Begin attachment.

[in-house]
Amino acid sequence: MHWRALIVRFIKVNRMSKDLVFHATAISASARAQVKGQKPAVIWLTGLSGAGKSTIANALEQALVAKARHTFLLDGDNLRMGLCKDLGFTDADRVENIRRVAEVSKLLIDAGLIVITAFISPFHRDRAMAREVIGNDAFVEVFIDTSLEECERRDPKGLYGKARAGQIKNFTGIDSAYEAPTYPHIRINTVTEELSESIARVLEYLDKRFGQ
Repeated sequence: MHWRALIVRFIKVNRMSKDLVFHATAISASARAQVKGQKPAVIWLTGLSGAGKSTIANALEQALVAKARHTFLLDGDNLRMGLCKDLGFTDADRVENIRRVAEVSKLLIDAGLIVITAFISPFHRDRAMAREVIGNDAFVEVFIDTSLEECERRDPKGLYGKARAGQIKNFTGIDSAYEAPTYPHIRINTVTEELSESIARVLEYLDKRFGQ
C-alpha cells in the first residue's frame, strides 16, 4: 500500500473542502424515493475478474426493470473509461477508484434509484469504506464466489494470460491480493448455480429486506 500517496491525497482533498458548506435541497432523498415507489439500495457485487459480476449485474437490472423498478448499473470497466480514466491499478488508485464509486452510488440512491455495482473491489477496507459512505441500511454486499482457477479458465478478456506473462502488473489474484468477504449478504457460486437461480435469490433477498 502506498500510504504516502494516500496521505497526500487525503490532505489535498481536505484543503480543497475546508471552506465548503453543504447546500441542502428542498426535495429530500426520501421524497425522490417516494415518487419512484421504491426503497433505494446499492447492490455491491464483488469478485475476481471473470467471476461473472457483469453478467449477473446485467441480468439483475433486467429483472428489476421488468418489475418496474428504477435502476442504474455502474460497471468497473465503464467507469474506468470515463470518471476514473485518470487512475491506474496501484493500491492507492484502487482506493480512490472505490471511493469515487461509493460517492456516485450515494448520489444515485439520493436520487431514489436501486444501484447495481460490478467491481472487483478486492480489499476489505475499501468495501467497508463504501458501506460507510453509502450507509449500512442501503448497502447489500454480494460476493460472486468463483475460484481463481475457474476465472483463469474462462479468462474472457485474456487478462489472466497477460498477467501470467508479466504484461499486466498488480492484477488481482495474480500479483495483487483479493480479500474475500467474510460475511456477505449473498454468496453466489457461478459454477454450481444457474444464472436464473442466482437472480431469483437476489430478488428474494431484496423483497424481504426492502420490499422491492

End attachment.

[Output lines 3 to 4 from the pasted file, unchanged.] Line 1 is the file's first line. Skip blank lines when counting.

Repeated sequence: MHWRALIVRFIKVNRMSKDLVFHATAISASARAQVKGQKPAVIWLTGLSGAGKSTIANALEQALVAKARHTFLLDGDNLRMGLCKDLGFTDADRVENIRRVAEVSKLLIDAGLIVITAFISPFHRDRAMAREVIGNDAFVEVFIDTSLEECERRDPKGLYGKARAGQIKNFTGIDSAYEAPTYPHIRINTVTEELSESIARVLEYLDKRFGQ
C-alpha cells in the first residue's frame, strides 16, 4: 500500500473542502424515493475478474426493470473509461477508484434509484469504506464466489494470460491480493448455480429486506 500517496491525497482533498458548506435541497432523498415507489439500495457485487459480476449485474437490472423498478448499473470497466480514466491499478488508485464509486452510488440512491455495482473491489477496507459512505441500511454486499482457477479458465478478456506473462502488473489474484468477504449478504457460486437461480435469490433477498 502506498500510504504516502494516500496521505497526500487525503490532505489535498481536505484543503480543497475546508471552506465548503453543504447546500441542502428542498426535495429530500426520501421524497425522490417516494415518487419512484421504491426503497433505494446499492447492490455491491464483488469478485475476481471473470467471476461473472457483469453478467449477473446485467441480468439483475433486467429483472428489476421488468418489475418496474428504477435502476442504474455502474460497471468497473465503464467507469474506468470515463470518471476514473485518470487512475491506474496501484493500491492507492484502487482506493480512490472505490471511493469515487461509493460517492456516485450515494448520489444515485439520493436520487431514489436501486444501484447495481460490478467491481472487483478486492480489499476489505475499501468495501467497508463504501458501506460507510453509502450507509449500512442501503448497502447489500454480494460476493460472486468463483475460484481463481475457474476465472483463469474462462479468462474472457485474456487478462489472466497477460498477467501470467508479466504484461499486466498488480492484477488481482495474480500479483495483487483479493480479500474475500467474510460475511456477505449473498454468496453466489457461478459454477454450481444457474444464472436464473442466482437472480431469483437476489430478488428474494431484496423483497424481504426492502420490499422491492